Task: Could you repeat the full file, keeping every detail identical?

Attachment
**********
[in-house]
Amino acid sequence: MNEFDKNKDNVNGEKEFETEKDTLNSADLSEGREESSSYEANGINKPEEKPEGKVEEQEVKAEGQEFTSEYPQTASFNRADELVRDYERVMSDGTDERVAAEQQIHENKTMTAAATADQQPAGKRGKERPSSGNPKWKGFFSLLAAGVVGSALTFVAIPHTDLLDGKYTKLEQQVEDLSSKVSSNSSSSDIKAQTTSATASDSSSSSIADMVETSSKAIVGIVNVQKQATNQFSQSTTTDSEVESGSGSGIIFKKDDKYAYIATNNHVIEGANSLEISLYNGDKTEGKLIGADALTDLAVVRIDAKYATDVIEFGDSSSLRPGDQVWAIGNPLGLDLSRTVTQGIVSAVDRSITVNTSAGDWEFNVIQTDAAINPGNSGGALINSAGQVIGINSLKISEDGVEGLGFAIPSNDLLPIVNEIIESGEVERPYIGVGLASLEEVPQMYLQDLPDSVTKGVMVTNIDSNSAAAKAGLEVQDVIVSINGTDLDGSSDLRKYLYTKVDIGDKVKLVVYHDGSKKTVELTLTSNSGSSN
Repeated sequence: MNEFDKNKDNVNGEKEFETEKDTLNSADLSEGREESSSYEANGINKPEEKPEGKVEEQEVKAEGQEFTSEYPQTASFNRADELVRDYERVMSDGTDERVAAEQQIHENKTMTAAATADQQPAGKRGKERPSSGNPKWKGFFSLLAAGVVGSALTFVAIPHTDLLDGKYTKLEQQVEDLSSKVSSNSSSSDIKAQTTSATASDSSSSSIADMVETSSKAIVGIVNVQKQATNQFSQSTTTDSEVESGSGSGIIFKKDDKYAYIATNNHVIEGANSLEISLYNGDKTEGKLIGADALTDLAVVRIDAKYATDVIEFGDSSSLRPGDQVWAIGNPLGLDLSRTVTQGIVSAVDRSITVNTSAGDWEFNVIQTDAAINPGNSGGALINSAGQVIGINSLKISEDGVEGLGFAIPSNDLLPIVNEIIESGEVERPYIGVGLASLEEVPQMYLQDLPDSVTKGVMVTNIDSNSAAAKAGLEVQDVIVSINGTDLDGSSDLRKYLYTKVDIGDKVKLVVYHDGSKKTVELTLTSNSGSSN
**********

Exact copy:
[in-house]
Amino acid sequence: MNEFDKNKDNVNGEKEFETEKDTLNSADLSEGREESSSYEANGINKPEEKPEGKVEEQEVKAEGQEFTSEYPQTASFNRADELVRDYERVMSDGTDERVAAEQQIHENKTMTAAATADQQPAGKRGKERPSSGNPKWKGFFSLLAAGVVGSALTFVAIPHTDLLDGKYTKLEQQVEDLSSKVSSNSSSSDIKAQTTSATASDSSSSSIADMVETSSKAIVGIVNVQKQATNQFSQSTTTDSEVESGSGSGIIFKKDDKYAYIATNNHVIEGANSLEISLYNGDKTEGKLIGADALTDLAVVRIDAKYATDVIEFGDSSSLRPGDQVWAIGNPLGLDLSRTVTQGIVSAVDRSITVNTSAGDWEFNVIQTDAAINPGNSGGALINSAGQVIGINSLKISEDGVEGLGFAIPSNDLLPIVNEIIESGEVERPYIGVGLASLEEVPQMYLQDLPDSVTKGVMVTNIDSNSAAAKAGLEVQDVIVSINGTDLDGSSDLRKYLYTKVDIGDKVKLVVYHDGSKKTVELTLTSNSGSSN
Repeated sequence: MNEFDKNKDNVNGEKEFETEKDTLNSADLSEGREESSSYEANGINKPEEKPEGKVEEQEVKAEGQEFTSEYPQTASFNRADELVRDYERVMSDGTDERVAAEQQIHENKTMTAAATADQQPAGKRGKERPSSGNPKWKGFFSLLAAGVVGSALTFVAIPHTDLLDGKYTKLEQQVEDLSSKVSSNSSSSDIKAQTTSATASDSSSSSIADMVETSSKAIVGIVNVQKQATNQFSQSTTTDSEVESGSGSGIIFKKDDKYAYIATNNHVIEGANSLEISLYNGDKTEGKLIGADALTDLAVVRIDAKYATDVIEFGDSSSLRPGDQVWAIGNPLGLDLSRTVTQGIVSAVDRSITVNTSAGDWEFNVIQTDAAINPGNSGGALINSAGQVIGINSLKISEDGVEGLGFAIPSNDLLPIVNEIIESGEVERPYIGVGLASLEEVPQMYLQDLPDSVTKGVMVTNIDSNSAAAKAGLEVQDVIVSINGTDLDGSSDLRKYLYTKVDIGDKVKLVVYHDGSKKTVELTLTSNSGSSN